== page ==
IFCO opens RPC service center in Portland, Oregon

The new facility is IFCO’s fifth U.S. service center, extending the company’s network in North America in support of the continued expansion of RPC use by leading grocery retailers throughout the U.S. and Canada.
By Modern Materials Handling Staff
May 23, 2012 - MMH Editorial

IFCO Systems US has announced the grand opening of its newest reusable plastic container (RPC) Service Center in Portland, Oregon. The new facility is IFCO’s fifth U.S. service center, extending the company’s network in North America in support of the continued expansion of RPC use by leading grocery retailers throughout the U.S. and Canada. IFCO’s existing service centers are located in San Antonio, Texas; Rancho Cucamonga, California; Atlanta, Georgia, and Chicago, Illinois.

The 85,000 square foot facility washes over 40,000 RPCs per day, and ships and receives approximately 25-40 truckloads of RPCs daily for IFCO’s grocery retail partners and grower shipper customers. To meet the demand in the Northwest, IFCO’s Portland service center is expected to employ more than 100 employees.

All IFCO service centers follow strict food safety and quality assurance protocols, and employ a variety of measures to reduce environmental impact.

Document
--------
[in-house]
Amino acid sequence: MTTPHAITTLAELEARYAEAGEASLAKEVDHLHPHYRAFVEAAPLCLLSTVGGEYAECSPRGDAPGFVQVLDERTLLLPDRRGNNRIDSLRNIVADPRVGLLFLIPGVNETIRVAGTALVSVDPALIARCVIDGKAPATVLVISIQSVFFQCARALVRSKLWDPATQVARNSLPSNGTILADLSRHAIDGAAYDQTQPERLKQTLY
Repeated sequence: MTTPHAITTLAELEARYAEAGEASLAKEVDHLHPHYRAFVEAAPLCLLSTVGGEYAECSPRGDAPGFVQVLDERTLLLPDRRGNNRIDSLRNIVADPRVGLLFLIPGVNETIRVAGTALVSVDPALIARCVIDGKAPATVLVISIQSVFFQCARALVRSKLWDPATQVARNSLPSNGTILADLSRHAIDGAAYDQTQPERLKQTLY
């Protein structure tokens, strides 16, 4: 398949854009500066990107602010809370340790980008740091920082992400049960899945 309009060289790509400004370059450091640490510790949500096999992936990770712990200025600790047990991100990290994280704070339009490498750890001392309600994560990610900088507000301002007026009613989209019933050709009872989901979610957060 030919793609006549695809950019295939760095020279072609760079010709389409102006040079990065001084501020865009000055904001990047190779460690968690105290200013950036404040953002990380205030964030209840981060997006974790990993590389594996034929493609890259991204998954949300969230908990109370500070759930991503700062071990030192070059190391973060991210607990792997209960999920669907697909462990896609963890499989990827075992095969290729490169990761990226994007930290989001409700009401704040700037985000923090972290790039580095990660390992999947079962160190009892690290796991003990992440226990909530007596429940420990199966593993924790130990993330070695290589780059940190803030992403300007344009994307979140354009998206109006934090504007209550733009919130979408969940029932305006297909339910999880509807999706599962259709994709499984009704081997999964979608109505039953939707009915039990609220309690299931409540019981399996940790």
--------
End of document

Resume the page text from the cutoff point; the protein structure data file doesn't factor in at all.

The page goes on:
Subscribe to Logistics Management magazine

Subscribe today. It's FREE!
Get timely insider information that you can use to better manage your
entire logistics operation.
Start your FREE subscription today!

Recent Entries

The tired cliché of “Perfect Storm,” is probably lost on East Coast shippers now weathering fierce winter winds and snow, but the expression still has currency on the Pacific Rim.

Owners of corporate fleets and fuel buyers face two dilemmas: a limited supply of cost-effective, low greenhouse-gas fuels, and little information on fuel sustainability impacts across the full production and use value chain.

U.S. Carloads were up 5 percent annually at 294,738, and intermodal at 253,317 containers and trailers was up 3 percent.

When it comes to Congress actually getting its act together on a new long-term federal transportation bill, things remain as status quo as it gets, with the big takeaway being nothing really ever gets done, when it comes to passing a badly overdue and needed bill, rather than these band-aid extensions Congress keeps signing off on.

Truckload and intermodal pricing was up on an annual basis, according to the December edition of the Truckload and Intermodal Cost Indexes from Cass Information Systems and Avondale Partners.

Comments

Post a comment
Commenting is not available in this channel entry.